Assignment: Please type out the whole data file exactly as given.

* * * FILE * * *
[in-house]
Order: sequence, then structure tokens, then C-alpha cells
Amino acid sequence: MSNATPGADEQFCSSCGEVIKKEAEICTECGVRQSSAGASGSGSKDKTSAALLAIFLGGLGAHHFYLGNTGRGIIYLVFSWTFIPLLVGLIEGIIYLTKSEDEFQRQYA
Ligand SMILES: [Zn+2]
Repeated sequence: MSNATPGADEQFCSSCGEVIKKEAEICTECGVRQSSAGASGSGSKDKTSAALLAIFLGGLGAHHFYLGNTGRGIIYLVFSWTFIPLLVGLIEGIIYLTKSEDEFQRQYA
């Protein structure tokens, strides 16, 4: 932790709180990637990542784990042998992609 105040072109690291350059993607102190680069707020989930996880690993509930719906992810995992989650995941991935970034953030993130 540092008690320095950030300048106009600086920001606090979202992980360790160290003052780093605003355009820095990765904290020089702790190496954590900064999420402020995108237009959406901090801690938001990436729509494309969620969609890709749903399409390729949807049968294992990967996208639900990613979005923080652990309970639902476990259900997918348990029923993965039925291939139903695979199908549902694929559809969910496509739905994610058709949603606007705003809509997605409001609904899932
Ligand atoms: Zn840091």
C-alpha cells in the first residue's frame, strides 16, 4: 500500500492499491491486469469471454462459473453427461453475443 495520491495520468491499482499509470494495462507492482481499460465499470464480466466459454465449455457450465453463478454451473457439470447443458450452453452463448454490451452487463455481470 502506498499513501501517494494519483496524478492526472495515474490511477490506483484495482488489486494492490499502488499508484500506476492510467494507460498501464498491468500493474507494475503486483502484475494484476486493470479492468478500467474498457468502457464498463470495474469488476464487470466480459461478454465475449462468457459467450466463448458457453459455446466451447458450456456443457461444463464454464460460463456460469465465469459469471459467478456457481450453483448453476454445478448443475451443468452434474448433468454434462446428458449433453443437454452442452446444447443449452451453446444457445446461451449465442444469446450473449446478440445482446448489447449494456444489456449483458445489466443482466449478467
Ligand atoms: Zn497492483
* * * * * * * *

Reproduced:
[in-house]
Order: sequence, then structure tokens, then C-alpha cells
Amino acid sequence: MSNATPGADEQFCSSCGEVIKKEAEICTECGVRQSSAGASGSGSKDKTSAALLAIFLGGLGAHHFYLGNTGRGIIYLVFSWTFIPLLVGLIEGIIYLTKSEDEFQRQYA
Ligand SMILES: [Zn+2]
Repeated sequence: MSNATPGADEQFCSSCGEVIKKEAEICTECGVRQSSAGASGSGSKDKTSAALLAIFLGGLGAHHFYLGNTGRGIIYLVFSWTFIPLLVGLIEGIIYLTKSEDEFQRQYA
């Protein structure tokens, strides 16, 4: 932790709180990637990542784990042998992609 105040072109690291350059993607102190680069707020989930996880690993509930719906992810995992989650995941991935970034953030993130 540092008690320095950030300048106009600086920001606090979202992980360790160290003052780093605003355009820095990765904290020089702790190496954590900064999420402020995108237009959406901090801690938001990436729509494309969620969609890709749903399409390729949807049968294992990967996208639900990613979005923080652990309970639902476990259900997918348990029923993965039925291939139903695979199908549902694929559809969910496509739905994610058709949603606007705003809509997605409001609904899932
Ligand atoms: Zn840091």
C-alpha cells in the first residue's frame, strides 16, 4: 500500500492499491491486469469471454462459473453427461453475443 495520491495520468491499482499509470494495462507492482481499460465499470464480466466459454465449455457450465453463478454451473457439470447443458450452453452463448454490451452487463455481470 502506498499513501501517494494519483496524478492526472495515474490511477490506483484495482488489486494492490499502488499508484500506476492510467494507460498501464498491468500493474507494475503486483502484475494484476486493470479492468478500467474498457468502457464498463470495474469488476464487470466480459461478454465475449462468457459467450466463448458457453459455446466451447458450456456443457461444463464454464460460463456460469465465469459469471459467478456457481450453483448453476454445478448443475451443468452434474448433468454434462446428458449433453443437454452442452446444447443449452451453446444457445446461451449465442444469446450473449446478440445482446448489447449494456444489456449483458445489466443482466449478467
Ligand atoms: Zn497492483